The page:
News in Brief

New Rules on Transparency in UNCITRAL Investor-State Arbitration Agreed in New York

A United Nations working group agreed in February to new rules that will make at least some investor-state arbitrations conducted under the rules of UN Commission on International Trade Law (UNCITRAL) more transparent.

The UNCITRAL rules have long been criticised for allowing investor-state arbitrations to advance under a veil of secrecy. The new rules on transparency, forged over two years of negotiations, will give the public much greater access to arbitration proceedings and related documents; however, at least as presently designed, they will not apply to all investor-state arbitrations operating under the UNCITRAL rules.

In the final stages of negotiations, the working group clashed over whether and when the new transparency rules would apply. Under one approach, the transparency rules would only apply to investment treaties concluded after the new rules come into force unless states or disputing parties agree otherwise. In contrast, under an “opt-out” approach the new rules could apply to existing treaties if those treaties permitted.

At the February 4-8th meeting in New York, the working group favoured the former approach. As such, the rules will only apply: a) where the disputing parties agree to their application in a particular arbitration; or, b) where the state parties to a treaty provide specific consent after the rules have been adopted.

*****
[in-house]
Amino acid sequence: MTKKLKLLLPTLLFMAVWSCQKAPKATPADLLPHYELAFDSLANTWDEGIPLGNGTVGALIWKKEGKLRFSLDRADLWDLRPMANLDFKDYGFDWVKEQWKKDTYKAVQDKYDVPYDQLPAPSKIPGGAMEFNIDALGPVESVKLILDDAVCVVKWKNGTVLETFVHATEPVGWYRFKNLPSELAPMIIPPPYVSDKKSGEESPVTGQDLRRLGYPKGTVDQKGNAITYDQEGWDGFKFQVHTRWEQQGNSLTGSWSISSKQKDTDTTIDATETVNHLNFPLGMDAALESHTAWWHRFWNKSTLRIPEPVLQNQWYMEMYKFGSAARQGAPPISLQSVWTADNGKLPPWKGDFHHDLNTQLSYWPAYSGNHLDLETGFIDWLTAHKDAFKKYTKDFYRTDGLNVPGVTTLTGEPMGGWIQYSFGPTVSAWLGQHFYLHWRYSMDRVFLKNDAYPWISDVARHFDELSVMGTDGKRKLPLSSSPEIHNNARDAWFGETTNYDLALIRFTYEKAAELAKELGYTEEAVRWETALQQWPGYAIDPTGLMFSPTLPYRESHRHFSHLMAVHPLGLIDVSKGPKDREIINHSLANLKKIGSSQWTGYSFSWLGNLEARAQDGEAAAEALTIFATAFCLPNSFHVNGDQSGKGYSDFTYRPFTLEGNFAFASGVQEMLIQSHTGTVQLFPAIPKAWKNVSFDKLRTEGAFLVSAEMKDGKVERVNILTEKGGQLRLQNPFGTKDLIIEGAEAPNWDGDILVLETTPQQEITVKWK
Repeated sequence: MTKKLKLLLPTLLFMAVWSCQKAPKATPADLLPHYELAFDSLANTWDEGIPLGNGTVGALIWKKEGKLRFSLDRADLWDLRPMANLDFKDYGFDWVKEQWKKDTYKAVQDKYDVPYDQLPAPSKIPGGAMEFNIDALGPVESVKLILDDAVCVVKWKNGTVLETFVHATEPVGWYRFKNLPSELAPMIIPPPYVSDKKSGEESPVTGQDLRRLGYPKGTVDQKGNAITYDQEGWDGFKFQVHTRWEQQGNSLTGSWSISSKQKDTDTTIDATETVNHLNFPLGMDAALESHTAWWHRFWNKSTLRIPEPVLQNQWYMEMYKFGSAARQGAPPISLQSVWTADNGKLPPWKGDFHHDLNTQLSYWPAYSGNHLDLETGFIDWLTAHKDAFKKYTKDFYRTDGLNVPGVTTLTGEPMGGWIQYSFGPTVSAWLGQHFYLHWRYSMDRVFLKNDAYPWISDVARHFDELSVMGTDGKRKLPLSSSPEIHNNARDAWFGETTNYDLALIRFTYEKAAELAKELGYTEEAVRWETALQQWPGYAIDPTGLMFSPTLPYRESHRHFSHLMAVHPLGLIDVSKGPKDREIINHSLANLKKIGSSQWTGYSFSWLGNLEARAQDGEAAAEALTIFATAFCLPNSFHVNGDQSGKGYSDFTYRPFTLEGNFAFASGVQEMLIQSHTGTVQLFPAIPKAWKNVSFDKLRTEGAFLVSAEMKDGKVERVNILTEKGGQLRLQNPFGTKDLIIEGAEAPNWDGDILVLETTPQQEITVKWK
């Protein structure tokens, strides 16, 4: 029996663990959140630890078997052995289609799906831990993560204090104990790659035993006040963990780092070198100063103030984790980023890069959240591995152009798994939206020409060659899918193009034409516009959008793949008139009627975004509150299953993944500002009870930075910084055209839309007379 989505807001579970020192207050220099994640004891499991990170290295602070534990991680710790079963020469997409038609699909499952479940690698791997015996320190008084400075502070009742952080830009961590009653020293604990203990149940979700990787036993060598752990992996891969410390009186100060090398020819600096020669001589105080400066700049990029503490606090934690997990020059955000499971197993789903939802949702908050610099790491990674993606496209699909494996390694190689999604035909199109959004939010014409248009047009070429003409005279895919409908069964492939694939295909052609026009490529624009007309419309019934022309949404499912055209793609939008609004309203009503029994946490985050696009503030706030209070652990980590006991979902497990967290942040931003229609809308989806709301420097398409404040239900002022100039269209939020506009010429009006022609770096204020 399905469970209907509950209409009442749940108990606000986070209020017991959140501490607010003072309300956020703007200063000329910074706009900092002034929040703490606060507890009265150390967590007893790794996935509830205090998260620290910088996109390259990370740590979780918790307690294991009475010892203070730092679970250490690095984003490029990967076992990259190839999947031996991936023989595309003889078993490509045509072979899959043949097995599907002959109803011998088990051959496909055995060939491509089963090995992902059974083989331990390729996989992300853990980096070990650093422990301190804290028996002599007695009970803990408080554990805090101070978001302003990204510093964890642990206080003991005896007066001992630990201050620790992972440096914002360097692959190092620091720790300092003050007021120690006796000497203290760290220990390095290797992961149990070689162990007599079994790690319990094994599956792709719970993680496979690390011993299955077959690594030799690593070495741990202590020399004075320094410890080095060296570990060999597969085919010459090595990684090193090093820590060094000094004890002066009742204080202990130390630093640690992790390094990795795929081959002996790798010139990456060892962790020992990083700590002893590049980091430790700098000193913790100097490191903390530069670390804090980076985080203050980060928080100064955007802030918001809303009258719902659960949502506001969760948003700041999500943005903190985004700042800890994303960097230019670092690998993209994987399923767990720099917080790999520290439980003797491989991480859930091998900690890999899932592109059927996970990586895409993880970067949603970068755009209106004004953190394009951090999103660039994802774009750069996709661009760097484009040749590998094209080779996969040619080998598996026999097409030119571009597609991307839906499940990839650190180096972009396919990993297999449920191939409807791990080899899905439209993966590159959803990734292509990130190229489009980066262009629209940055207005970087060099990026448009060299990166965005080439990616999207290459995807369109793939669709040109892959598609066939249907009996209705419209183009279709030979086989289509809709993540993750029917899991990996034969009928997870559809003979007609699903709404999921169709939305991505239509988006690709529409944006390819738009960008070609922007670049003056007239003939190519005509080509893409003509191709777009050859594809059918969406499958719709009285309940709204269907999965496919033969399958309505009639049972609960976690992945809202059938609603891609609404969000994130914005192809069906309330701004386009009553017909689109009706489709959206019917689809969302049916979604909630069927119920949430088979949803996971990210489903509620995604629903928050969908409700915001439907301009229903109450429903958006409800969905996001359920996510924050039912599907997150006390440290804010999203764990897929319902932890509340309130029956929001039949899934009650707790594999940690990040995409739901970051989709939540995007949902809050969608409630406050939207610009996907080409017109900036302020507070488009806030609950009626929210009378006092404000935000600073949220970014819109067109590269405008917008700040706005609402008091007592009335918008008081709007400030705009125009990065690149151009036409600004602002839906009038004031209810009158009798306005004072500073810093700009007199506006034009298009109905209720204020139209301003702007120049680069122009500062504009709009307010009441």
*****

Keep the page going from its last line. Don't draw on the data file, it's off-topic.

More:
Arbitration proceedings that apply the new rules will be considerably more open than those under the old rules. Under the 1976 and 2010 (non-transparent) rules, either of the disputing parties can demand that the proceedings take place in-camera. Similarly, on its own motion or the request of a disputing party, a tribunal can block the release of written documents related to the proceedings. Particularly significant, neither disputing party can release the award without the other disputing party’s agreement, effectively giving each party veto powers regarding the publication of awards.

In contrast, the new rules require that oral hearings are open to the public—with or without the consent of the disputing parties. Written documents related to the proceedings, such as the notice of dispute, pleadings, and awards, will also be published.

The working group favoured a single repository for these documents, preferably managed by the UNCITRAL secretariat. The World Bank’s International Centre for Settlement of Investment Disputes (ICSID)—which already manages a public registry of its own cases—and the Permanent Court of Arbitration at the Hague have offered to manage the repository in case the UNCITRAL secretariat is unable to perform the service.